- Stand-ins take to the stage
Theresa May's absence meant David Lidington, the Cabinet Office minister, led PMQs while Labour's Emily Thornberry took Jeremy Corbyn's slot.
Both were in a combative mood, with some viewers suggesting the stand-ins were more effective than the usual participants.
- Robin provides flurry of excitement
The appearance of a robin provided an early flurry of excitement.
The bird soon disappeared however, with the noisy exchanges perhaps too much.
- Thornberry pokes fun at Tory turmoil
Ms Thornberry relished the opportunity to poke fun at the current Tory infighting.
She reminded Mr Lidington that at his last PMQs appearance the Tories were 17 points ahead.
"What a difference a year makes!" she joked.
Referring to rumours that Tory MPs want rid of Theresa May, she said: "If the party opposite is so proud of having a female leader, why are so many of them trying to get rid of her and why has she had to run away to China to get rid of them?"
Mr Lidington responded by congratulating Ms Thornberry for remaining in her post when "97 of her colleagues have resigned or were sacked."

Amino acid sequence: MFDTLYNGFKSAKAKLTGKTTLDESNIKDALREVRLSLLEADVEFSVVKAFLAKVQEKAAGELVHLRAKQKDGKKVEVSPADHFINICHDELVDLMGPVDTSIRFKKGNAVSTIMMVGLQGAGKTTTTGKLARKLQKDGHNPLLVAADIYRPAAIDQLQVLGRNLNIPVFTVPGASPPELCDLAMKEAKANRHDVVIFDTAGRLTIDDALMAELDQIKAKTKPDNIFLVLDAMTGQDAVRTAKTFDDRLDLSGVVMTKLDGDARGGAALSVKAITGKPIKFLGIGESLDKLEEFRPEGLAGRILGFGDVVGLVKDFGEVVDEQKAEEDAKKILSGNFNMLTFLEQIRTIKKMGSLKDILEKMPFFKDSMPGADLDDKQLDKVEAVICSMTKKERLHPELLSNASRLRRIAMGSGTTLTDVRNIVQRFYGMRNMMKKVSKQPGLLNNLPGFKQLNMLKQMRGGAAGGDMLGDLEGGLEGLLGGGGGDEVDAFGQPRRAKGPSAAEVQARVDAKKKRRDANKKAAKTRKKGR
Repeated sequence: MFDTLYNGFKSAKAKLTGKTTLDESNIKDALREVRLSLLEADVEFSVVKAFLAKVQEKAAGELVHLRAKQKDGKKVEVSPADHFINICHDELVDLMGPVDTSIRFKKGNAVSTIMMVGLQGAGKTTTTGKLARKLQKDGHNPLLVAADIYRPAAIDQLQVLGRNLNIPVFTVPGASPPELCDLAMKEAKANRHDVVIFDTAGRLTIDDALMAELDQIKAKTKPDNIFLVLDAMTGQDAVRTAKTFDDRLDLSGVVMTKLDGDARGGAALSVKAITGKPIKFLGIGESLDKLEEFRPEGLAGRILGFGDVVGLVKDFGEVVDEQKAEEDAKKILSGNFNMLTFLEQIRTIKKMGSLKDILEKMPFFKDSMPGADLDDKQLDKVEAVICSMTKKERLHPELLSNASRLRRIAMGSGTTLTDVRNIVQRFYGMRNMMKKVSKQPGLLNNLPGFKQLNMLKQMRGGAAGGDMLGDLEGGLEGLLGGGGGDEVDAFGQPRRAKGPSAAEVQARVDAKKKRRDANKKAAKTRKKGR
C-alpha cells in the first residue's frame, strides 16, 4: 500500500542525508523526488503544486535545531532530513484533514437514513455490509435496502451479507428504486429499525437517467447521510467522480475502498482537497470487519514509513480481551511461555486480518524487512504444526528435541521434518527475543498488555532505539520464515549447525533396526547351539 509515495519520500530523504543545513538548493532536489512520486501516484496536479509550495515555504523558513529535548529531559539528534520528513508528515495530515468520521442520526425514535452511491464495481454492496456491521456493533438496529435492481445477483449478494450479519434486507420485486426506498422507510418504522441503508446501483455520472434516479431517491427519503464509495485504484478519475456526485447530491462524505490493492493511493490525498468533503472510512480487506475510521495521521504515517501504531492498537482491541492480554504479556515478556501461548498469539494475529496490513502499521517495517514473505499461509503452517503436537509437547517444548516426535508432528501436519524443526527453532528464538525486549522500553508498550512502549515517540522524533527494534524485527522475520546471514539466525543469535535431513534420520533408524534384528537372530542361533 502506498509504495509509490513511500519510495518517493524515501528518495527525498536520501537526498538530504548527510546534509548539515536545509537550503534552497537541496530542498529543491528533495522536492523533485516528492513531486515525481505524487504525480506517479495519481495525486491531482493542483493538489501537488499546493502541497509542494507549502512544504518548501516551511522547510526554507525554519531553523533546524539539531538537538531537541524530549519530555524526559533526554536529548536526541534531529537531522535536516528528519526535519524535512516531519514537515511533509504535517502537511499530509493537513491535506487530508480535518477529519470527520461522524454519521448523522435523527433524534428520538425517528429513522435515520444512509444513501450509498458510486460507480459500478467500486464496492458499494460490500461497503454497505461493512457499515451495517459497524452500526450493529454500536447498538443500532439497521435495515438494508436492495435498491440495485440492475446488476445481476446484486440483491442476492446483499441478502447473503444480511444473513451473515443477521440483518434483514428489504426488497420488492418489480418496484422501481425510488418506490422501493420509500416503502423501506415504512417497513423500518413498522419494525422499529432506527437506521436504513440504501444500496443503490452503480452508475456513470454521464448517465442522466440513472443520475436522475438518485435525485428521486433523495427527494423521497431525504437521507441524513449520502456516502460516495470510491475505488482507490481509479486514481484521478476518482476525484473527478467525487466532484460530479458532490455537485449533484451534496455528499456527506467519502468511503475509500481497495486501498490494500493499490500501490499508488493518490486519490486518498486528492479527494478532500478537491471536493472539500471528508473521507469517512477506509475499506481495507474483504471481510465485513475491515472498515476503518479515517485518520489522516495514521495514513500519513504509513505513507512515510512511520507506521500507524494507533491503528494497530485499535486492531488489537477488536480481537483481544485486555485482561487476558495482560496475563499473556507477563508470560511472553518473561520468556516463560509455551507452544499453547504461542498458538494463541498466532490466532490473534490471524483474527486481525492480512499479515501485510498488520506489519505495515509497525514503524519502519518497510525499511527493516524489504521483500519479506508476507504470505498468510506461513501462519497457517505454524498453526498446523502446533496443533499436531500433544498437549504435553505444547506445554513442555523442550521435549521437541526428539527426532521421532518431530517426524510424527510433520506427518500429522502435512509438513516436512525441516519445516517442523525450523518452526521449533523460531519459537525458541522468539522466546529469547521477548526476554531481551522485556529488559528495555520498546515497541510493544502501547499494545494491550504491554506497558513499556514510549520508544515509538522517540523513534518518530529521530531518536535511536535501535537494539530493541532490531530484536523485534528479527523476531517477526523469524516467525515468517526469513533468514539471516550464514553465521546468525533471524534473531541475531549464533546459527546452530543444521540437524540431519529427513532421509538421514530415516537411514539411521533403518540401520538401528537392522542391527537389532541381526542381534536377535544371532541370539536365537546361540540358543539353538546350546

- Should the voting age be lowered?
Emily Thornberry focused her questions on pushing the case for 16 year olds to be allowed to vote.
Labour would reap the electoral benefits if the voting age was reduced, as some pundits, including our correspondent Paul Brand, pointed out.
- 'I'm the only Emily elected since 1918'
As the 100th anniversary of the women's suffrage approaches, Mrs Thornberry reminded the chamber that she was the only Emily elected since 1918, while Mr Lidington was one of 155 Davids.
She pressed the government to do more to increase women's representation.
Mr Lidington said Mrs Thornberry raised a serious issue but pointed out that the Tories have had two female leaders while Labour has had none.